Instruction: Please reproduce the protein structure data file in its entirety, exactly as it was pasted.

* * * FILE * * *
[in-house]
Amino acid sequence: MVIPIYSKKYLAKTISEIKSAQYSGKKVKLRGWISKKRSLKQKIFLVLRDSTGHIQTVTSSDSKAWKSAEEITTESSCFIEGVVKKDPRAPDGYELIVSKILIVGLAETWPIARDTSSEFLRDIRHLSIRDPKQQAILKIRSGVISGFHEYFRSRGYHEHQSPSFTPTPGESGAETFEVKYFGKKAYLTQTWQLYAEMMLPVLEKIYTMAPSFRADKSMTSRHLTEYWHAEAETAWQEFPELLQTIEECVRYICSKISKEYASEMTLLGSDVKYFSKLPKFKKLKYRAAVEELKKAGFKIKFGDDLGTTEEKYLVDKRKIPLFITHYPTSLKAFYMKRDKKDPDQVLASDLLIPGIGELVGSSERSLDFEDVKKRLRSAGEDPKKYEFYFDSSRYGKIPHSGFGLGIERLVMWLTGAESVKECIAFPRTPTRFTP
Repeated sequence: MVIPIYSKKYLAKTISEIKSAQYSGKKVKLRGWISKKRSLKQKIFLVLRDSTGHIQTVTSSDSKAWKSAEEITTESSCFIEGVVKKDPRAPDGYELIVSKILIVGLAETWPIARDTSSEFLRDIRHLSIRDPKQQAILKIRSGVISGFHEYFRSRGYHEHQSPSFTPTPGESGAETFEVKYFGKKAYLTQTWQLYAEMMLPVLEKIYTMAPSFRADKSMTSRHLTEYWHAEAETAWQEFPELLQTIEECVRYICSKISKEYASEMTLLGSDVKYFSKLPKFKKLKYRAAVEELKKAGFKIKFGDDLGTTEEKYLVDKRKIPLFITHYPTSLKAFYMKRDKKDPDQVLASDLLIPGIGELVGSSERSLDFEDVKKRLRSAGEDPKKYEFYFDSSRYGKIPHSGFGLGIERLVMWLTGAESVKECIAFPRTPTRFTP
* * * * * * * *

[in-house]
Amino acid sequence: MVIPIYSKKYLAKTISEIKSAQYSGKKVKLRGWISKKRSLKQKIFLVLRDSTGHIQTVTSSDSKAWKSAEEITTESSCFIEGVVKKDPRAPDGYELIVSKILIVGLAETWPIARDTSSEFLRDIRHLSIRDPKQQAILKIRSGVISGFHEYFRSRGYHEHQSPSFTPTPGESGAETFEVKYFGKKAYLTQTWQLYAEMMLPVLEKIYTMAPSFRADKSMTSRHLTEYWHAEAETAWQEFPELLQTIEECVRYICSKISKEYASEMTLLGSDVKYFSKLPKFKKLKYRAAVEELKKAGFKIKFGDDLGTTEEKYLVDKRKIPLFITHYPTSLKAFYMKRDKKDPDQVLASDLLIPGIGELVGSSERSLDFEDVKKRLRSAGEDPKKYEFYFDSSRYGKIPHSGFGLGIERLVMWLTGAESVKECIAFPRTPTRFTP
Repeated sequence: MVIPIYSKKYLAKTISEIKSAQYSGKKVKLRGWISKKRSLKQKIFLVLRDSTGHIQTVTSSDSKAWKSAEEITTESSCFIEGVVKKDPRAPDGYELIVSKILIVGLAETWPIARDTSSEFLRDIRHLSIRDPKQQAILKIRSGVISGFHEYFRSRGYHEHQSPSFTPTPGESGAETFEVKYFGKKAYLTQTWQLYAEMMLPVLEKIYTMAPSFRADKSMTSRHLTEYWHAEAETAWQEFPELLQTIEECVRYICSKISKEYASEMTLLGSDVKYFSKLPKFKKLKYRAAVEELKKAGFKIKFGDDLGTTEEKYLVDKRKIPLFITHYPTSLKAFYMKRDKKDPDQVLASDLLIPGIGELVGSSERSLDFEDVKKRLRSAGEDPKKYEFYFDSSRYGKIPHSGFGLGIERLVMWLTGAESVKECIAFPRTPTRFTP